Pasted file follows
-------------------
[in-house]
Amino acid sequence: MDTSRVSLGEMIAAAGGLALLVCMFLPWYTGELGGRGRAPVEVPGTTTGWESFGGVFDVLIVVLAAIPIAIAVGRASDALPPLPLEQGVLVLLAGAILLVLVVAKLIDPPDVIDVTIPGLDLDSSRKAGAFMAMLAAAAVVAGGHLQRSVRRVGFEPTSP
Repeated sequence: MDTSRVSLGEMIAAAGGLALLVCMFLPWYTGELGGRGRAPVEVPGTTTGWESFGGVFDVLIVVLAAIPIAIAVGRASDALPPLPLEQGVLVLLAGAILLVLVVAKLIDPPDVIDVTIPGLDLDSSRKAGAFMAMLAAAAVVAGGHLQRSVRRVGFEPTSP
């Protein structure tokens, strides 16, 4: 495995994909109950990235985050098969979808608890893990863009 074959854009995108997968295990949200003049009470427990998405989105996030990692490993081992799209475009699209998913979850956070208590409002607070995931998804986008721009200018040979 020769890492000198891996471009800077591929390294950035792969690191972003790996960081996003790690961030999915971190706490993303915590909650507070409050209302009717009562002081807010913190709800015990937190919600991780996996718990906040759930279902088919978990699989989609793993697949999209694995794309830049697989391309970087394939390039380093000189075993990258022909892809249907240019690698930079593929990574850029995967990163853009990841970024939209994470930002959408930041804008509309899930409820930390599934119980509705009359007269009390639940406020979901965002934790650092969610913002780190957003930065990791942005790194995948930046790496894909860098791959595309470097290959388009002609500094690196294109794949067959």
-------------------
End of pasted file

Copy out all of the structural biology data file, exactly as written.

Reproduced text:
[in-house]
Amino acid sequence: MDTSRVSLGEMIAAAGGLALLVCMFLPWYTGELGGRGRAPVEVPGTTTGWESFGGVFDVLIVVLAAIPIAIAVGRASDALPPLPLEQGVLVLLAGAILLVLVVAKLIDPPDVIDVTIPGLDLDSSRKAGAFMAMLAAAAVVAGGHLQRSVRRVGFEPTSP
Repeated sequence: MDTSRVSLGEMIAAAGGLALLVCMFLPWYTGELGGRGRAPVEVPGTTTGWESFGGVFDVLIVVLAAIPIAIAVGRASDALPPLPLEQGVLVLLAGAILLVLVVAKLIDPPDVIDVTIPGLDLDSSRKAGAFMAMLAAAAVVAGGHLQRSVRRVGFEPTSP
């Protein structure tokens, strides 16, 4: 495995994909109950990235985050098969979808608890893990863009 074959854009995108997968295990949200003049009470427990998405989105996030990692490993081992799209475009699209998913979850956070208590409002607070995931998804986008721009200018040979 020769890492000198891996471009800077591929390294950035792969690191972003790996960081996003790690961030999915971190706490993303915590909650507070409050209302009717009562002081807010913190709800015990937190919600991780996996718990906040759930279902088919978990699989989609793993697949999209694995794309830049697989391309970087394939390039380093000189075993990258022909892809249907240019690698930079593929990574850029995967990163853009990841970024939209994470930002959408930041804008509309899930409820930390599934119980509705009359007269009390639940406020979901965002934790650092969610913002780190957003930065990791942005790194995948930046790496894909860098791959595309470097290959388009002609500094690196294109794949067959």